The reconciliation of science and religion has been proactively introduced in Hizmet-inspired schools not through the act of preaching but through the “the tongue of conduct” (Ozubuyuk 2013). As Thomas Michel wrote, “secular educators saw religion as at best a useless expenditure of time and at worst an obstacle to progress”, but for Gülen, and by extension the Hizmet movement, science and religion are not only compatible forces, but they also complement one another (Michel 2003, p. 69).
As Gülen (2002) asserts,
…we no longer have any other way of escaping from the cloudy atmosphere of illusions enveloping us, or any other way to reach Truths and, more importantly, the most manifest Truth. To achieve this, we must become unique representatives of scientific knowledge combined with religious spirit.
Gülen’s vision for the education model is not to impose an understanding of Truth through faith and science, but rather to help raise individuals with a balanced worldview. In his view, the education and training of a new generation of Muslims—the ‘Golden Generation’—should be holistic; the aim is to raise “ideal people”, individuals of “thought, action and inspiration” who are able to negotiate themselves through a rapidly demanding and changing world (Graskemper 2007). These students would then use their knowledge and training for the service of humankind, bringing harmony and understanding between different peoples as the material and spiritual realms were reconciled in their educational upbringing (Yavuz 2013).
Writing about the importance of education in modern society in general, Robert W. Hefner (2005 p. 33) argues that education has “a greater democratic benefit when it conveys a spirit of intellectual ‘bridging’ rather than exclusive ‘bonding’”. What Hefner means here is that education that generates a bridging of multiple ideas in the form of collaboration is more important than exclusivity because it is the bridging of ideas that creates a natural bond between different people, and this, in turn, fosters an environment of harmony, tolerance, and diversity—and even espouses dynamism. Hefner also writes that “education is the most paradigmatic of modern cultural institutions. Today no society can compete even in the lower rungs of the global order without a well-run educational system […] higher education is a shimmering example of all that is best about modern freedom and civic decency” (Hefner 2005 p. 33).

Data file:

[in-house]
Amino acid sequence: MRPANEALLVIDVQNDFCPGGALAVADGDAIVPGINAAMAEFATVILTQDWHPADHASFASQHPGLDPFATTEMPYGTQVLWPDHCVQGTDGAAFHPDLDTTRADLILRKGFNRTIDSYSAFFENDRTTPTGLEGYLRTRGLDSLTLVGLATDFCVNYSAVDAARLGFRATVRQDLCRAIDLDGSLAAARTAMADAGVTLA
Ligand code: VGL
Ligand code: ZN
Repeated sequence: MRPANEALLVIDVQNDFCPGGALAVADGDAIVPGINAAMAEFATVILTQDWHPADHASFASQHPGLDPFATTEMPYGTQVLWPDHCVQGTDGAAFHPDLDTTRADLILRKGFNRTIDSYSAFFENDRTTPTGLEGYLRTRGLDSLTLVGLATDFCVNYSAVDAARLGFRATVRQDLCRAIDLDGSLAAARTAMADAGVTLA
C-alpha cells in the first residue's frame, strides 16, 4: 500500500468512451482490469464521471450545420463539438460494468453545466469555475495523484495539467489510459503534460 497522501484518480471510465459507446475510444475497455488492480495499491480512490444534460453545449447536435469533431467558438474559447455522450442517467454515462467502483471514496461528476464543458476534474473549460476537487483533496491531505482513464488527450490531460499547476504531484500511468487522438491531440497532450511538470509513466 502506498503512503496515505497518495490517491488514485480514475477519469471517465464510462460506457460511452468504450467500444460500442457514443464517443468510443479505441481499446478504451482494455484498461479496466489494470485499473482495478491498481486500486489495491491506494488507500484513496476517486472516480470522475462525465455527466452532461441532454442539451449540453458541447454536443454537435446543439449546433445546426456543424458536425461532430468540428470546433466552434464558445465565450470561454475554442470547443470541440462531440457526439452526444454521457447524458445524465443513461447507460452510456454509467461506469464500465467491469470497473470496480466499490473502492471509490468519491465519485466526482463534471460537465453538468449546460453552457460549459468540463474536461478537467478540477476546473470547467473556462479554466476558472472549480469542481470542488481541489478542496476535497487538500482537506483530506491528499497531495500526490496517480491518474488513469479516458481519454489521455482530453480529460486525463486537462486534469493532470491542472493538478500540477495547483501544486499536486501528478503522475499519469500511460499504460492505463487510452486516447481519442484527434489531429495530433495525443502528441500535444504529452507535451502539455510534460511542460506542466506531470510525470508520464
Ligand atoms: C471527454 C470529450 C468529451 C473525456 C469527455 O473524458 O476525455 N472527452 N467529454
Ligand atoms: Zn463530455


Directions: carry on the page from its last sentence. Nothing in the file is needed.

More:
Indeed, educational institutions, when offering a combination of faith-based, science-based, and other based knowledge—much like those established by the Hizmet movement—can foster ‘sustainable development’ by connecting local values and cultures with international values, preparing specialists through capacity building to promote a sustainable future, and creating public spaces through civil society associations (Vargas 2000). The Hizmet movement, therefore, provides intermediary networks that contribute to the integration of individual citizens and the state (Özdalga 2005).
The integration of individual citizens and the state is a method of peacebuilding; in Hizmet inspired schools, “young people from different religions, languages, and cultures study, are educated, and admired in the same educational institutions. Loving and understanding each other is the main principle” (Sevindi 2008, p. 75). For example, in Kenya, Hizmet-run schools have not only been functioning as secular alternatives to religious Christian missionary and Islamic schools, but “also as barriers to potential ethno-religious conflict between Kenya’s local Christian tribes and its politically empowering Muslim minority” (Kalyoncu 2008, p. 350). The movement has helped locals in Uganda to take a pragmatic approach to development by “instill[ing] in them the notion of relying on their own resources instead of international aid” (Kalyoncu 2008, p. 350). In the Philippines—a country with communities stigmatized by Muslim-Christian battles—the Hizmet-led schools have brought together Christian and Muslim students, not by taking part in the conflict, but by identifying “common grounds where they get together and cooperate to tackle their common problems” (Kalyoncu 2007, p. 605). According to Zeki Saritoprak (2007), the movement’s educational institutions, overall, have contributed to the “building of peace in many areas of conflict”, including Kosovo, Albania, northern Iraq, Northern Ireland, Macedonia, and Banda Aceh.